Picos de Europa: Counting Down

It’s less than a month now until Steffi, Hazel and I head off to Northern Spain for Exodus’ Picos de Europa walking holiday, challenging version.

The final departure info arrived over the weekend, and I’ve done EasyJet online check-in for both flights (there and back) this morning. We’ve got adjacent seats, which is nice. I’ve also worked out what time we’ll need to get the Stansted Express (09.10) to allow plenty of time for some delay and airport queues.

On the money side I’m allowing EUR 300 to cover tips, a spare day in Bilbao, spends (I want to buy the Adrados Ediciones – Picos de Europa Central and East: Massifs Los Urrieles and Andara Adrados (1:25,000) map in Arenas de Cabrales) and “treats” (you can buy wine and beer at the hotel…). There’s an ATM in Arenas de Cabrales if I do find I need any more.

I’ve checked the personal BUPA travel insurance I’ve bought through work will cover this type of trip (tick), so all I need to do is to get my euros from Thomas Exchange Global, print everything off and pack!

Mera Peak – Amphu Lapsta Pass – Imja Tse: Gear Update

The LED fundraising weekend in the North Lakes last month was a prompt to sort out a few more pieces of November’s Nepal Plan, principally BOOTS!

We did have a chance to go through Val’s “6000m Gear List” with her, the main outcome of which is that I’m borrowing her down jacket from last year, and a sleeping bag (but not the one from last year). She also recommended taking some of the disposable self-heating hand and foot warmers for the summit days (pre-dawn starts). Bim in KTM can provide most of the technical gear, and we arranged another trip to the North Lakes for some training with ropes etc in September.

Boots surfaced as Nicola was heading to Adventure Peaks to try on the boots she’s hiring from them, and Steffi decided to go with her to get a boot fitting, and as it transpired, to hire a pair of Boreal G1s…. in a size 44, as advised by the thorough chap in Snow & Rock when we made an initial fact finding foray into Covent Garden a few months back.

After an abortive attempt to hire from Adventure Peaks (very, very busy), I focused on the La Sportiva G2 and the Scarpa Phantom 6000 and learned the following:

  • Boreal boots are a wide fit, so not a good option for me
  • La Sportiva are warmer and a narrower boot, Scarpa have a more durable sole
  • with a long, slim foot and a long big toe, I can wear shoes / boots “shorter”
  • trying out boots, especially with narrow feet, there will be some “slip” but provided this is the inner boot slipping against the outer you’re OK
  • it can be impossible to find boots that are a good fit according to all the rules, and padding / heel lifts  insoles can help.

Having decided that I needed La Sportiva G2 in a size 42, I emailed Expedition Kit Hire who I’d earmarked earlier on. Same day reply from Stuart, confirming they had a pair available for my dates and attaching the hire form. A couple of exchanges and less than 24 hours later, I’d hired the boots plus goggles and balaclava and bought 5 pairs each of hand and foot warmers. All paid up, delivery due the week before we go, and the hire includes prepaid return. Very efficient, very friendly. I can see why The Mountain Company recommend them.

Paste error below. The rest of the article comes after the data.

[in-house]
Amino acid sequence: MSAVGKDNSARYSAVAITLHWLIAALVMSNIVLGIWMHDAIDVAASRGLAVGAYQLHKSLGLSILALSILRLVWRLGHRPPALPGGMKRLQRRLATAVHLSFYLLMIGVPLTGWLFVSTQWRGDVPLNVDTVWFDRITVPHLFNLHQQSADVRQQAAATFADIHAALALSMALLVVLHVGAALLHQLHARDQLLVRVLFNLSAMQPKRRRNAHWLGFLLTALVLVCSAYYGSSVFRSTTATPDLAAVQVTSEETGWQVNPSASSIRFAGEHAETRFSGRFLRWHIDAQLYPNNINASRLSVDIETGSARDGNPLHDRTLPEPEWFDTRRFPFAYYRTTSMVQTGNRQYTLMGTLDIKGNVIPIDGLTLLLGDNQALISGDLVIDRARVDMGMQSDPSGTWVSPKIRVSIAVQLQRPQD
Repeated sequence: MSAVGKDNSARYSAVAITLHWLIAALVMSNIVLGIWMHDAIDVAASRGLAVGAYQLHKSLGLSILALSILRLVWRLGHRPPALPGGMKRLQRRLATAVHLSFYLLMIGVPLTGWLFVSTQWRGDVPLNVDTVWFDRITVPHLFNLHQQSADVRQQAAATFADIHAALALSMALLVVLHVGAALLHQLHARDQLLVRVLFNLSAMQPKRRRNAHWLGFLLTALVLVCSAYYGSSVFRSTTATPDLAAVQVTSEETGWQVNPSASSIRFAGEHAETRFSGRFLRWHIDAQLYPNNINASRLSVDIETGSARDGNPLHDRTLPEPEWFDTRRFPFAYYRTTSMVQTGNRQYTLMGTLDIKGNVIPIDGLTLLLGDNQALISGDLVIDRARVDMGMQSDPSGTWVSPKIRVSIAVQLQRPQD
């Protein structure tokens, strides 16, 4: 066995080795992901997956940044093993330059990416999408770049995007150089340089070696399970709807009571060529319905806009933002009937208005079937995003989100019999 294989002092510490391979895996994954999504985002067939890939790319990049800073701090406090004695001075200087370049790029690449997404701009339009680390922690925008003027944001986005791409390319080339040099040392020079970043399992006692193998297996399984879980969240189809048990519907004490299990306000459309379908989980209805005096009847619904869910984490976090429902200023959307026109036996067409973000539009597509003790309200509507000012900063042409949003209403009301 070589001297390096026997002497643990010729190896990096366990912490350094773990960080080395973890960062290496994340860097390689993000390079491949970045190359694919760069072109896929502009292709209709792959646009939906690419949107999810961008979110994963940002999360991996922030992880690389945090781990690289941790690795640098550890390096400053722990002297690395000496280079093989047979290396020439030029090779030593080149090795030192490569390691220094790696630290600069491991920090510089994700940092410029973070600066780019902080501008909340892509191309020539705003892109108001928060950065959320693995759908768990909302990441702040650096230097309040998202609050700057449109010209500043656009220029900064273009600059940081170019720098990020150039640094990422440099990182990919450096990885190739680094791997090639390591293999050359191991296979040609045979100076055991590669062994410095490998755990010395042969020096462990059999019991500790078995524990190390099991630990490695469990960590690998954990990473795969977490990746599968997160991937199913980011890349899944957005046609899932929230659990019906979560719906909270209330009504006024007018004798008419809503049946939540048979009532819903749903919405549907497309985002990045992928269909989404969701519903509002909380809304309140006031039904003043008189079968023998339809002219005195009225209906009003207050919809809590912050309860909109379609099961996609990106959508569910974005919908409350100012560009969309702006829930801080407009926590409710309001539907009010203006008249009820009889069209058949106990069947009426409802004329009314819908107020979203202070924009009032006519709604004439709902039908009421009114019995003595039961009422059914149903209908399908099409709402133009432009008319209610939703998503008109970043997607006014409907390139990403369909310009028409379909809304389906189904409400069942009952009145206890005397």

(As an aside, what was interesting about doing the foot outlines was realising that my feet are pretty much the same length, but my left foot is slightly wider at the ball. And shoes / boots are always tighter on that foot. I’d always thought it was because it was longer, but no – wider!)

So that just leaves travel insurance that will cover me to 6,500m and using ropes, crampons and ice axes, which I think means it will be the BMC. The Austrian Alpine Club (UK) standard AWS policy doesn’t cover you above 6,000m and the Alpenverein Premium Single Trip Cover you have to get then is a lot more expensive. I’ve yet to find a ‘normal’ policy that covers you above 6,000m, (although Nicola’s just flagged that Trailfinders’ goes up to 7,000m).

And last, but not least, Nicola has managed to wangle 4 weeks off work, so she’s coming for the whole thing.

But for now M-ALP-I is on the back burner – our week in Picos de Europa is only a month away!

The Female Persuasion – Meg Wolitzer

The Female Persuasion - Meg Wolitzer
The Female Persuasion – Meg Wolitzer

Another slow start. The Germaine Greer parallels felt a little too blunt.

Once I got past Greer Kadetsky’s first name and Faith Frank’s character, this novel about women, friendship and feminism through the late 19th and early 20th century was a speedy and timely read.

Publisher page: The Female Persuasion – Meg Wolitzer

In The Distance – Hernán Díaz

In The Distance - Hernán Díaz
In The Distance – Hernán Díaz

Håkan Söderström becomes separated from his brother Linus in the hustle and bustle of Portsmouth on their journey to New York to start a new life in the New World.

After mistakenly boarding a ship for San Francisco by way of Cape Horn, he finds himself in the West that is starting, slowly, to become sparsely populated with shanty towns and wagon trains, emigrants, prospectors and miners – and those who prey on them.

We follow in Håkan’s footsteps, and occasional travels on horseback, as he traverses the deserts the plains and the prairies, determined to get to New York to find his brother.

We see how few key encounters and experiences impact his life, and take our leave of The Hawk as he takes his of an ice bound ship en route to Alaska.

Beautiful.

Publisher page: In The Distance – Hernán Díaz